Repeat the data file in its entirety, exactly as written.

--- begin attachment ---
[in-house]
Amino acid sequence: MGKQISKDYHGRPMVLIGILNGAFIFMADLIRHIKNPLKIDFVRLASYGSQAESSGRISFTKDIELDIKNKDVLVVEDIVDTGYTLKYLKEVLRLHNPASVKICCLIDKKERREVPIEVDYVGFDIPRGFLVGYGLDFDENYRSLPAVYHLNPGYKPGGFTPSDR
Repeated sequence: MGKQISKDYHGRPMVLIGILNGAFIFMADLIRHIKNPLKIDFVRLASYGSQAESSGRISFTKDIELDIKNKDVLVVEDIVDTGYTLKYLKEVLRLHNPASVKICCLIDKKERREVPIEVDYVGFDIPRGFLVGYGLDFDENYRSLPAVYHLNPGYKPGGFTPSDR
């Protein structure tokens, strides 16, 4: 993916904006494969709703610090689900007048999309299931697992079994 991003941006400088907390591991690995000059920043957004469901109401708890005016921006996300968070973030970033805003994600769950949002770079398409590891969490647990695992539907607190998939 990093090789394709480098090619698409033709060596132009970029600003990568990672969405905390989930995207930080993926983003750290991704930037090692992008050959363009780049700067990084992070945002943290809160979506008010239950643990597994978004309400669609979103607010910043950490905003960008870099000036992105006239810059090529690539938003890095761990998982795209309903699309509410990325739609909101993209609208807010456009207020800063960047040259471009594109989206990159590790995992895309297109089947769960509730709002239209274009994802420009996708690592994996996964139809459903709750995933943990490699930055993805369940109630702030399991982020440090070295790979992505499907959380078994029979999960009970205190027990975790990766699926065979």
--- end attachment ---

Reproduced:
[in-house]
Amino acid sequence: MGKQISKDYHGRPMVLIGILNGAFIFMADLIRHIKNPLKIDFVRLASYGSQAESSGRISFTKDIELDIKNKDVLVVEDIVDTGYTLKYLKEVLRLHNPASVKICCLIDKKERREVPIEVDYVGFDIPRGFLVGYGLDFDENYRSLPAVYHLNPGYKPGGFTPSDR
Repeated sequence: MGKQISKDYHGRPMVLIGILNGAFIFMADLIRHIKNPLKIDFVRLASYGSQAESSGRISFTKDIELDIKNKDVLVVEDIVDTGYTLKYLKEVLRLHNPASVKICCLIDKKERREVPIEVDYVGFDIPRGFLVGYGLDFDENYRSLPAVYHLNPGYKPGGFTPSDR
């Protein structure tokens, strides 16, 4: 993916904006494969709703610090689900007048999309299931697992079994 991003941006400088907390591991690995000059920043957004469901109401708890005016921006996300968070973030970033805003994600769950949002770079398409590891969490647990695992539907607190998939 990093090789394709480098090619698409033709060596132009970029600003990568990672969405905390989930995207930080993926983003750290991704930037090692992008050959363009780049700067990084992070945002943290809160979506008010239950643990597994978004309400669609979103607010910043950490905003960008870099000036992105006239810059090529690539938003890095761990998982795209309903699309509410990325739609909101993209609208807010456009207020800063960047040259471009594109989206990159590790995992895309297109089947769960509730709002239209274009994802420009996708690592994996996964139809459903709750995933943990490699930055993805369940109630702030399991982020440090070295790979992505499907959380078994029979999960009970205190027990975790990766699926065979």